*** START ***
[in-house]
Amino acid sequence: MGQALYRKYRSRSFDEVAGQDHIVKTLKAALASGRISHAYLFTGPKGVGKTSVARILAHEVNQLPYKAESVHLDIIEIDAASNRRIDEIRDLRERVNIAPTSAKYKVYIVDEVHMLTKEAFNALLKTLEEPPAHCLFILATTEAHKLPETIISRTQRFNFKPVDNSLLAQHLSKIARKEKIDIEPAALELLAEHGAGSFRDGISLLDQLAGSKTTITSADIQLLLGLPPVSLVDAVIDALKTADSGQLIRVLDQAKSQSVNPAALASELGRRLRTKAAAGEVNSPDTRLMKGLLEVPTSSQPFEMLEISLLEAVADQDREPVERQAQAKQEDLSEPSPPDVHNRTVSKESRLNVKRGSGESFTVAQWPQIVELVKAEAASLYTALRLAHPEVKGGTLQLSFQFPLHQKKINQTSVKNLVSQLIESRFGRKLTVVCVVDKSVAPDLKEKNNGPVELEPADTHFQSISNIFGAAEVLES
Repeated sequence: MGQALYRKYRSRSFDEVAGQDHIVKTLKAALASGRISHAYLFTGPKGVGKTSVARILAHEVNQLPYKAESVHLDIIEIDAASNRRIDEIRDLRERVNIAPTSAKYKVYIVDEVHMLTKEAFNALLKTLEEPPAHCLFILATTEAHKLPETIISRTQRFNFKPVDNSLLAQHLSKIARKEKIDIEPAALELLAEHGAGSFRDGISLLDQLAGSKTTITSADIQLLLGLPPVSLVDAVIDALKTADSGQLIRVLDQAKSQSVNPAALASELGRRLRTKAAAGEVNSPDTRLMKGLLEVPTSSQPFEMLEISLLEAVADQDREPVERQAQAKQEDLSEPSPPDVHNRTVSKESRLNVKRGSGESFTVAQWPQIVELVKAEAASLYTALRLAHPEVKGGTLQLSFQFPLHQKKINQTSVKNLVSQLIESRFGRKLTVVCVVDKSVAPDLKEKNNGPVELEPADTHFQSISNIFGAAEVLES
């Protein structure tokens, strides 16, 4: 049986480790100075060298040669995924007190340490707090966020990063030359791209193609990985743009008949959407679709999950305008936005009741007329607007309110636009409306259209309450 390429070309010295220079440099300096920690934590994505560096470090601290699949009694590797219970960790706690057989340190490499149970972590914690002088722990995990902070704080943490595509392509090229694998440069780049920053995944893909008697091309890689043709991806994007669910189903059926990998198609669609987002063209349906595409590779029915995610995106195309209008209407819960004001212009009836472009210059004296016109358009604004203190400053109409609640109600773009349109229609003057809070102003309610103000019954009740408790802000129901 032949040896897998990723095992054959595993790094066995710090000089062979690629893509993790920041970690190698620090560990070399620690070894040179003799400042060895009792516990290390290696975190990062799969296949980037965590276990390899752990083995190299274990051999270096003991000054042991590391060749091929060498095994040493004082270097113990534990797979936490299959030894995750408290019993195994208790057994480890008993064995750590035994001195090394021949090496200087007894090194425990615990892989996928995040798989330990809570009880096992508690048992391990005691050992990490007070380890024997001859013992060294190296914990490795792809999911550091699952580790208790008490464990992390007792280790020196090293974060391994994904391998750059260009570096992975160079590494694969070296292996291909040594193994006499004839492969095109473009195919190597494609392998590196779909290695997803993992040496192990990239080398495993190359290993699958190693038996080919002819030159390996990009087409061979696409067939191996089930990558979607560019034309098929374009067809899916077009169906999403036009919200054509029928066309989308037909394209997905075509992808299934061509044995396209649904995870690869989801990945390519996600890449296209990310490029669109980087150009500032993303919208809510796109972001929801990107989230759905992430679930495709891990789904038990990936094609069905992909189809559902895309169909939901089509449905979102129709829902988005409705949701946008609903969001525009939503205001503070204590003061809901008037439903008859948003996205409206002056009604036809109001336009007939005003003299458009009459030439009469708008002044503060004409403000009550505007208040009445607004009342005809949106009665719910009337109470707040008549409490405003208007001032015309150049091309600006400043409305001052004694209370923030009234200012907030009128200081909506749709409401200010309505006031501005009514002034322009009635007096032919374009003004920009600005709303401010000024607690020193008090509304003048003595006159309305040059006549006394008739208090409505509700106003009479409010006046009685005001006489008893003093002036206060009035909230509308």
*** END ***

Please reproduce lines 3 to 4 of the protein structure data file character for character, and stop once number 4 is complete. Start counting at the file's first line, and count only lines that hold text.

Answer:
Repeated sequence: MGQALYRKYRSRSFDEVAGQDHIVKTLKAALASGRISHAYLFTGPKGVGKTSVARILAHEVNQLPYKAESVHLDIIEIDAASNRRIDEIRDLRERVNIAPTSAKYKVYIVDEVHMLTKEAFNALLKTLEEPPAHCLFILATTEAHKLPETIISRTQRFNFKPVDNSLLAQHLSKIARKEKIDIEPAALELLAEHGAGSFRDGISLLDQLAGSKTTITSADIQLLLGLPPVSLVDAVIDALKTADSGQLIRVLDQAKSQSVNPAALASELGRRLRTKAAAGEVNSPDTRLMKGLLEVPTSSQPFEMLEISLLEAVADQDREPVERQAQAKQEDLSEPSPPDVHNRTVSKESRLNVKRGSGESFTVAQWPQIVELVKAEAASLYTALRLAHPEVKGGTLQLSFQFPLHQKKINQTSVKNLVSQLIESRFGRKLTVVCVVDKSVAPDLKEKNNGPVELEPADTHFQSISNIFGAAEVLES
């Protein structure tokens, strides 16, 4: 049986480790100075060298040669995924007190340490707090966020990063030359791209193609990985743009008949959407679709999950305008936005009741007329607007309110636009409306259209309450 390429070309010295220079440099300096920690934590994505560096470090601290699949009694590797219970960790706690057989340190490499149970972590914690002088722990995990902070704080943490595509392509090229694998440069780049920053995944893909008697091309890689043709991806994007669910189903059926990998198609669609987002063209349906595409590779029915995610995106195309209008209407819960004001212009009836472009210059004296016109358009604004203190400053109409609640109600773009349109229609003057809070102003309610103000019954009740408790802000129901 032949040896897998990723095992054959595993790094066995710090000089062979690629893509993790920041970690190698620090560990070399620690070894040179003799400042060895009792516990290390290696975190990062799969296949980037965590276990390899752990083995190299274990051999270096003991000054042991590391060749091929060498095994040493004082270097113990534990797979936490299959030894995750408290019993195994208790057994480890008993064995750590035994001195090394021949090496200087007894090194425990615990892989996928995040798989330990809570009880096992508690048992391990005691050992990490007070380890024997001859013992060294190296914990490795792809999911550091699952580790208790008490464990992390007792280790020196090293974060391994994904391998750059260009570096992975160079590494694969070296292996291909040594193994006499004839492969095109473009195919190597494609392998590196779909290695997803993992040496192990990239080398495993190359290993699958190693038996080919002819030159390996990009087409061979696409067939191996089930990558979607560019034309098929374009067809899916077009169906999403036009919200054509029928066309989308037909394209997905075509992808299934061509044995396209649904995870690869989801990945390519996600890449296209990310490029669109980087150009500032993303919208809510796109972001929801990107989230759905992430679930495709891990789904038990990936094609069905992909189809559902895309169909939901089509449905979102129709829902988005409705949701946008609903969001525009939503205001503070204590003061809901008037439903008859948003996205409206002056009604036809109001336009007939005003003299458009009459030439009469708008002044503060004409403000009550505007208040009445607004009342005809949106009665719910009337109470707040008549409490405003208007001032015309150049091309600006400043409305001052004694209370923030009234200012907030009128200081909506749709409401200010309505006031501005009514002034322009009635007096032919374009003004920009600005709303401010000024607690020193008090509304003048003595006159309305040059006549006394008739208090409505509700106003009479409010006046009685005001006489008893003093002036206060009035909230509308």